Super Bowl Advertising Lessons

By Rob Duboff

As we prepare for our Facebook Live event where we will rate this year’s Super Bowl ads—scheduled for 1pm EST the day after the Super Bowl on February 4th—we reflect on what we’ve learned from previous years’ ads. While Super Bowl ad time is the most expensive—and most seen—ad territory available, these lessons are applicable to any major investment in a marketing campaign.

Lesson 1:  Brands should do their homework.

It is amazing that anyone will invest more than $5M for a 30-second Super Bowl ad spot. However, among the brands that consider it, few are diligent in considering the following:

  • Complex ROI calculations
  • Extensive research and testing
  • Content that conveys a brand message beyond “hey, look at us”

Based on past evidence, it is apparent that many brands advertise more for the thrill of doing it and/or the perks that go along with it, rather than an outcome based on clear evidence that the ad will produce revenue that exceeds the cost. To illustrate this, think about how many INCREMENTAL bags of M&Ms must be sold as a result of a Super Bowl ad to produce PROFITS of over $5 million.

More positively put, unless you have a great idea such as Apple in 1984 or BMW promoting short internet movies in the early 2000s, it is far better to pursue the three steps above rather than forego any of them. Remember, Nationwide and Groupon thought they had great ideas that bombed.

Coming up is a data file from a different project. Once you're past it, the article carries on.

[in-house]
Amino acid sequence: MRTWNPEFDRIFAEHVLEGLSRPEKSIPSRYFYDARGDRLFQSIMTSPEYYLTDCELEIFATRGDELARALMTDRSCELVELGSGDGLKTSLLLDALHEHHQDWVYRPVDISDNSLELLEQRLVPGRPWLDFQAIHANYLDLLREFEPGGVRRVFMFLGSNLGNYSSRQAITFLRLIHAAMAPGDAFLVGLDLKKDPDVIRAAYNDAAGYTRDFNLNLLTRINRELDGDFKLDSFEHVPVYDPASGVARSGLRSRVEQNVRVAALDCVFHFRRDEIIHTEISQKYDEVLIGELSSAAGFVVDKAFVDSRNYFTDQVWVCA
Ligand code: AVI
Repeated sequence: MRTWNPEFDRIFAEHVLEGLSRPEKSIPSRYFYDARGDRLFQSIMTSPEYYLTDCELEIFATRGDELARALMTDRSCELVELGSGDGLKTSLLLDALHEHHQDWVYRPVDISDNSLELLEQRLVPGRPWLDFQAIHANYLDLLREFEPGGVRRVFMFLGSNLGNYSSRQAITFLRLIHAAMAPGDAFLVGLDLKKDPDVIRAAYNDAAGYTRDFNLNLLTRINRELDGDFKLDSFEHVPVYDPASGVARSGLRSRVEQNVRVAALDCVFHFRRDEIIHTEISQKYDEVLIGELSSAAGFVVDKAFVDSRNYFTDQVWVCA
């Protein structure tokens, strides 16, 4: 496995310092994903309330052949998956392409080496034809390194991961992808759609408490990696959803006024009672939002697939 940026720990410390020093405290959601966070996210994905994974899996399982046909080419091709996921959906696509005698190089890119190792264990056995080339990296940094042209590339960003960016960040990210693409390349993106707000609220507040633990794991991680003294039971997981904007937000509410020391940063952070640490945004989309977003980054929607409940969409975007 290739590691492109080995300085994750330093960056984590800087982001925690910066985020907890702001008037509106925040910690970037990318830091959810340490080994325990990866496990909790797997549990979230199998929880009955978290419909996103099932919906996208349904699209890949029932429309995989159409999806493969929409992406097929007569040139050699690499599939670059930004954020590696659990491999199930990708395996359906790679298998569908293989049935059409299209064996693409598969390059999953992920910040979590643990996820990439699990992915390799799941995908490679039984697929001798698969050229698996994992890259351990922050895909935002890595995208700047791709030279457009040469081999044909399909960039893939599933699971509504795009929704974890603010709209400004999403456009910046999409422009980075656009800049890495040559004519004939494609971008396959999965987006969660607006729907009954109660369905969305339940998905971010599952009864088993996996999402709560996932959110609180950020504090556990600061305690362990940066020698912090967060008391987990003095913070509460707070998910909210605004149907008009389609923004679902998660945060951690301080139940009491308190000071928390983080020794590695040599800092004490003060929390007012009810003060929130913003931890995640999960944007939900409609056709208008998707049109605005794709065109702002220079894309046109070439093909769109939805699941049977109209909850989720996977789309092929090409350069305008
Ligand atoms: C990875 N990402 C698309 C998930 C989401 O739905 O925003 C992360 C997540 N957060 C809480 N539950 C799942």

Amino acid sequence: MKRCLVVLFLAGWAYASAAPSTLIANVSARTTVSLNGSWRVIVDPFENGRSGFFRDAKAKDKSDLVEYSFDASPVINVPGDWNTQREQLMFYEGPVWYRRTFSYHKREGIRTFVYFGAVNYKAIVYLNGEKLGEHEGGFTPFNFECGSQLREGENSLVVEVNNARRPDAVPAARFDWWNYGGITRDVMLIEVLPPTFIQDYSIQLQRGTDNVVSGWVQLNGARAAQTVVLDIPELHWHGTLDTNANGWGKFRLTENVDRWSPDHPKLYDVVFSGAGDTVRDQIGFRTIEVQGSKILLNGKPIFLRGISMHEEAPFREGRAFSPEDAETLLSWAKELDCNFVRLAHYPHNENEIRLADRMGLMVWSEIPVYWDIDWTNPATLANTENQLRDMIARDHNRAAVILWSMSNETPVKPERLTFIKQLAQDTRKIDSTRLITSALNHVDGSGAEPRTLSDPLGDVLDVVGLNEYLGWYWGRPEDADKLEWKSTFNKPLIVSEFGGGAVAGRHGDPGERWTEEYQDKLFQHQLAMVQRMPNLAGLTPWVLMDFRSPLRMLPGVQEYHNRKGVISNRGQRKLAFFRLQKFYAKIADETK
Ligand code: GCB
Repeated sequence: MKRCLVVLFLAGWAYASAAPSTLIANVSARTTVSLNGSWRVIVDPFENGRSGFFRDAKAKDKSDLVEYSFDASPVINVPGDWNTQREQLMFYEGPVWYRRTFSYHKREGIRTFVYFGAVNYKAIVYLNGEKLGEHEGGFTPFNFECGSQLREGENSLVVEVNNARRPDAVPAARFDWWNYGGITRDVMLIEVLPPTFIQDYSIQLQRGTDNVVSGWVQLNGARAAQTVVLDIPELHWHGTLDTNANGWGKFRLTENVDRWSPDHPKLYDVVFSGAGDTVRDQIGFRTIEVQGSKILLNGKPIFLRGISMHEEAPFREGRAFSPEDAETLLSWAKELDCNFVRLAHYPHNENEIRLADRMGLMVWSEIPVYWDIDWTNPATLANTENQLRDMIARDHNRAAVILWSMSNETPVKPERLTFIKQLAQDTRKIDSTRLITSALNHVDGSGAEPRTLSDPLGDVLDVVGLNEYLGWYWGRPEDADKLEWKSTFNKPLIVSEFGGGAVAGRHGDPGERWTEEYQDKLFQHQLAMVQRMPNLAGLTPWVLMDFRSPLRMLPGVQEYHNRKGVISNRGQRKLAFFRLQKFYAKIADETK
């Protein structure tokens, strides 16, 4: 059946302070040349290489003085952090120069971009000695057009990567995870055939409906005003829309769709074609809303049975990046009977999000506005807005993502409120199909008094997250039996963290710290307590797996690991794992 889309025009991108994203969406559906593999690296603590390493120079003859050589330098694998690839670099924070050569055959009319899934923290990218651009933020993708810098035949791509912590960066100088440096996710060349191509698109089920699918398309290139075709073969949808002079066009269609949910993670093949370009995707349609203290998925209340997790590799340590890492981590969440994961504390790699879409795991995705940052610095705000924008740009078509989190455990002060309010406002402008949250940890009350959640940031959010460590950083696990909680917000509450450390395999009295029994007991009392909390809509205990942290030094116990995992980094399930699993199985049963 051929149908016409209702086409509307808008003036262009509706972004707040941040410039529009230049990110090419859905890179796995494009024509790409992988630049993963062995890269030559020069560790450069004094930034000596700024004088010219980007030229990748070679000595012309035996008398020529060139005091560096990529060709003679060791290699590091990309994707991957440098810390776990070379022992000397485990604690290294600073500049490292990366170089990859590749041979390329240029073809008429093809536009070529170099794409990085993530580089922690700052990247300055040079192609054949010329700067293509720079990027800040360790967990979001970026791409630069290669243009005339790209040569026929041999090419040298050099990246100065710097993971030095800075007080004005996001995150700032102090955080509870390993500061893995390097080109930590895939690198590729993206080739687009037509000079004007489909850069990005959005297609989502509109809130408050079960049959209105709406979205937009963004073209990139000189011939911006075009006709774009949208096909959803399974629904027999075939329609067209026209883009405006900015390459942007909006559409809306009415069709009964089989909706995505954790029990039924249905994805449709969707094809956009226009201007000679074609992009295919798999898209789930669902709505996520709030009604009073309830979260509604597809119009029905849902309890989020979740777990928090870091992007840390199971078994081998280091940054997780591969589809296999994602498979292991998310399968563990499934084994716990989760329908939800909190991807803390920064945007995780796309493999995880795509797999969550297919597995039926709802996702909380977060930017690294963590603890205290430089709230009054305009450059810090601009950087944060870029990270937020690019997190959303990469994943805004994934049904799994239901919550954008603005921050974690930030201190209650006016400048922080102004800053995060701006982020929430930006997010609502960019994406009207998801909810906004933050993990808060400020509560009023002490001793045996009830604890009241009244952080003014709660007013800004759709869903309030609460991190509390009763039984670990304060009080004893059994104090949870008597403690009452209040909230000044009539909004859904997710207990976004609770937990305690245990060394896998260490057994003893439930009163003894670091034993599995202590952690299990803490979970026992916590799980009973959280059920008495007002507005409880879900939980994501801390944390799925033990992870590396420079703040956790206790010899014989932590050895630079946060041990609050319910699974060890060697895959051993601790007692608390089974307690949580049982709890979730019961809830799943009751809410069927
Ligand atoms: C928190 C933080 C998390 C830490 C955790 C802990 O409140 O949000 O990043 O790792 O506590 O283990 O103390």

Lesson 2:  The awards for the best ads are not worth much for the brand in the marketplace.

Agencies may win bonuses for ads, but there is scant evidence that those ads deemed best by gimmick Super Bowl polls, such as USA Today’s, or even online clicks actually have higher ROIs than the losers. The marketing game is about converting additional customers and/or boosting purchases from current customers—not merely entertaining people.

Lesson 3:  The best strategy is for real engagement.

Real engagement cannot be measured by advertising (e.g., people voting for which creative execution the brand should use), but with how people actually interact with the brand itself in the real world (e.g., by sharing a personal story about “real beauty” or by sampling a product through a special promotion).

No matter who wins the “big game” this year, one thing is for sure: everyone will be talking about the ads the next day (so will we).  We’ll be hosting our Second Annual Day-after Facebook Live event where we will rate Super Bowl ads using The HawkPartners Ad Scorecard.  We hope you will join us on February 4th at 1pm EST to participate in the discussion. Download your copy of the Ad Scorecard  to rate the ads for yourself and see how your scores stack up against those of our hosts the next day. 

Reach out to Rob Duboff to discuss your ideas for good advertisements.